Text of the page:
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# How can I make a Lerp move in an arc instead of a straight line?

I have 3 transforms set up as per the left diagram below. When lerping a gameobject from one position to the next (eg. transform 1 to transform 2, or transform 2 to transform 3) it moves in a straight direct line, however what I would like to do is add curvature to the lerp as per the right diagram below. There would need to be a variable controlling the amount of "bending" in the path; so for example if this variable had a value of 0 the lerp would be completely straight as usual, but the more it is increased the more the path would bend. What needs to be added to the lerp code to move in an arc instead of a straight line? Or is a lerp not the best approach for this?

I have managed to get this working for a single axis using the following code. At the moment it is ping ponging which I would like to change to only move from A to B and stop. Also, how can make this work for both the X and Z axes?

```
public Transform capsuleTransform;
public Transform start;
public Transform end;
public float t;
public float bendFactor = 1;
public float speed;
// Use this for initialization
void Start () {
capsuleTransform = gameObject.GetComponent<Transform>() as Transform;
}
// Update is called once per frame
void Update () {
t = Mathf.PingPong(Time.time * speed, 1f);
Vector3 pos = capsuleTransform.position;
pos.y = Mathf.Lerp(start.position.y, end.position.y, t);
pos.x = (Mathf.Sin(t*Mathf.PI))*bendFactor;
pos.z = Mathf.Lerp(start.position.z, end.position.z, t);
capsuleTransform.position = pos;
}
```

**Answer** by Bunny83
·
May 05, 2015 at 01:03 PM

You might want to use a cubic bezier curve. A little method like this should be helpful ^^:

```
// C#
public static Vector3 cubeBezier3(Vector3 p0, Vector3 p1, Vector3 p2, Vector3 p3, float t)
{
return (((-p0 + 3*(p1-p2) + p3)* t + (3*(p0+p2) - 6*p1))* t + 3*(p1-p0))* t + p0;
}
```

You have to pass the 4 control points of the bezier curve. So p0 would be your start point p3 your end point. p1 and p2 has tp be calculated "somehow". If your transforms have a direction (which it looks like) you simply use the forward axis and add it to the position to get the "tangent point". At the end point of course you use -forward of the target transform. Keep in mind that you might have to scale the forward vector according to the distance along that direction.

This is an slternative implementation. It requires less additions (and even saves a multiplication). It's not at compact, but you can see how it actually works:

```
public static Vector3 cubeBezier3(Vector3 p0, Vector3 p1, Vector3 p2, Vector3 p3, float t)
{
float r = 1f - t;
float f0 = r * r * r;
float f1 = r * r * t * 3;
float f2 = r * t * t * 3;
float f3 = t * t * t;
return f0*p0 + f1*p1 + f2*p2 + f3*p3;
}
```

The important point is that f0+f1+f2+f3 always equals 1 (when t is in range 0..1)

*edit*

Since the return line does execute several method calls (4x vector3 scalar multiplication + 3x vector3 addition) it would be way faster to actually inline all those operations:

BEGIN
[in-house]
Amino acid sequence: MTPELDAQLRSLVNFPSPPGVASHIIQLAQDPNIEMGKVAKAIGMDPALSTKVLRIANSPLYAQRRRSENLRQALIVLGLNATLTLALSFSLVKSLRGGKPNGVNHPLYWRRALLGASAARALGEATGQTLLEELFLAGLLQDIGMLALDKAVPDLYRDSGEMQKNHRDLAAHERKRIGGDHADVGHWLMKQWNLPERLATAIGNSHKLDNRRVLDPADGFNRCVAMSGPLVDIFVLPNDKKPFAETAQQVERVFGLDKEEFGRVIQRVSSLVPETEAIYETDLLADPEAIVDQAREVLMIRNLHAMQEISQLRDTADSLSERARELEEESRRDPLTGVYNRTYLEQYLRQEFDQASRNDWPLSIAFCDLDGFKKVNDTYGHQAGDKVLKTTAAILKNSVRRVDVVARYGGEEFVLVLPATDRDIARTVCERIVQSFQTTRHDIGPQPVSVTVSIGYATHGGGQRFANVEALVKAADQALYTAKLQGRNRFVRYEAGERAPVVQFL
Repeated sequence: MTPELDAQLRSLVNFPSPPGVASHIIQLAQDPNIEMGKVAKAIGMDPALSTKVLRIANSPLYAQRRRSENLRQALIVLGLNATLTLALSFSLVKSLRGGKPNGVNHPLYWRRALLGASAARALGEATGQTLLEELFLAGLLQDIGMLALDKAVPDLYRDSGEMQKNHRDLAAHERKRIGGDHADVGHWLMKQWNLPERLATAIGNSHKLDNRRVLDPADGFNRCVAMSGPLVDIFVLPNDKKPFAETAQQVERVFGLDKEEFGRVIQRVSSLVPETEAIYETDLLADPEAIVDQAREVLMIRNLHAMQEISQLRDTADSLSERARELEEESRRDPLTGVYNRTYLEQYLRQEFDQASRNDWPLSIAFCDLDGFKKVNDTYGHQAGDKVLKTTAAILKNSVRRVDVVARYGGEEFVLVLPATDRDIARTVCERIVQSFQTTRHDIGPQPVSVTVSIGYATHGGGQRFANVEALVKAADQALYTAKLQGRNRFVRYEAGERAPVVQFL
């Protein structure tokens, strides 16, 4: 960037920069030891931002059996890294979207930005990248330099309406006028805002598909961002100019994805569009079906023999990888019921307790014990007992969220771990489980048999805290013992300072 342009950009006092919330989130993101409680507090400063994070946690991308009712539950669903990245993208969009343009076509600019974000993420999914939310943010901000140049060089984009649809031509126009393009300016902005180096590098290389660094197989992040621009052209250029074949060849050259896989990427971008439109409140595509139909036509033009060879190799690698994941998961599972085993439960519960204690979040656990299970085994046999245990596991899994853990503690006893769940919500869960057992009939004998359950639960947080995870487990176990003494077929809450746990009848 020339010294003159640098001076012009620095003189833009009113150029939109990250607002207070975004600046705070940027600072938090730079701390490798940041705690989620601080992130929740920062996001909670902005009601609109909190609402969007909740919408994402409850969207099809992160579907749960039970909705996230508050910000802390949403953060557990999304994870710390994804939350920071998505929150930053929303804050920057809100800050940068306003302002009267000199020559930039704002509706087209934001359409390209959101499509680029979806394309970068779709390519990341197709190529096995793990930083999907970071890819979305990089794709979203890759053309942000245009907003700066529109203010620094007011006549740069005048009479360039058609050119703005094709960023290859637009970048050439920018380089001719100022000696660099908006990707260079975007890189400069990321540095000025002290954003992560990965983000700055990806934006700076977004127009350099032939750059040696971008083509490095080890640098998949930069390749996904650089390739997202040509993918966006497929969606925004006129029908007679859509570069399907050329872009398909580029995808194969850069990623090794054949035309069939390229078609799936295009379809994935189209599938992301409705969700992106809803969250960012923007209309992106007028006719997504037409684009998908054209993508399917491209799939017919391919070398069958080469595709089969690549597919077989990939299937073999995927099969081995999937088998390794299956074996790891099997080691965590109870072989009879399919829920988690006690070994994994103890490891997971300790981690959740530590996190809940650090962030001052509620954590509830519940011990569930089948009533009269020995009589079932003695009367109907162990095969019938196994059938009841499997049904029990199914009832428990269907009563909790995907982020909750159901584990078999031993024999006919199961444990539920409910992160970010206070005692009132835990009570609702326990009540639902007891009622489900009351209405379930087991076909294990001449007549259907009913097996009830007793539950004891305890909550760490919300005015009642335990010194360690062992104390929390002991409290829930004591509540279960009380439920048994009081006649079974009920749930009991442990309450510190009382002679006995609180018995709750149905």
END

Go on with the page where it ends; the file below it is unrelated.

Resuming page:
So instead of :

```
return f0*p0 + f1*p1 + f2*p2 + f3*p3;
```

do this:

```
return new Vector3(
f0*p0.x + f1*p1.x + f2*p2.x + f3*p3.x,
f0*p0.y + f1*p1.y + f2*p2.y + f3*p3.y,
f0*p0.z + f1*p1.z + f2*p2.z + f3*p3.z
);
```

If you use this method a lot ( > 1000 times per frame ) this will really make a difference.

Another one would be to use Catmull-Rom. The annoying part is how to use it.

This gives an interpolation by t between p1 and p2 while p0 and p4 only serve for the tangent calculation (derivative). So in the case of the first and last point you need to provide a Vector3.zero for the p0 (first point) and p4 (last point).

can you give an example for how to use this function with code? i cant make it work

What kind of example do you expect? Did you actually look up Bezier curves? The wiki article has several images to get a proper understanding what p0 - p3 represents:

(source wikimedia commons) (source wikimedia commons)

It just works exactly the same as Lerp but ins$$anonymous$$d of providing two points and interpolating a long a line we have to provide 4 points and it will interpolate along a bezier curve.

If you have trouble understanding how this equation is actually obtained, it's actually just several nested lerps. See this paste I've created. Referring to the animated gif the points a0, a1 and a2 are the 3 endpoints of the two green lines. Likewise b0 and b1 are the endpoints of the blue line while "c" is the final lerp along that blue line to give us the actual black dot. Actually performing those 6 nested Lerp calls would give you the same result but would be much less efficient. Each method call adds overhead.

**Answer** by siaran
·
May 03, 2015 at 12:31 PM

Lerp is not really the way to go - Lerp stands for *L*inear Int*erp*olation.

Which means you'll get, well, lines. You'll probably have to write your own interpolation function that gives the kind of shape you want.

I can create a new question if need be, but for simplicity sake, would using Vector3.$$anonymous$$oveTowards ins$$anonymous$$d of Lerp make any difference in this case? Or is $$anonymous$$oveTowards also intended for straight lines only?

Yes. However! You can still compute an arc with Lerp: Lerp along the line from source to target, and use the current distance to feed q quadratic term (you know, like y = x²).

I have updated the code in the question. There is a way but I could use some advice for the final adjustments.

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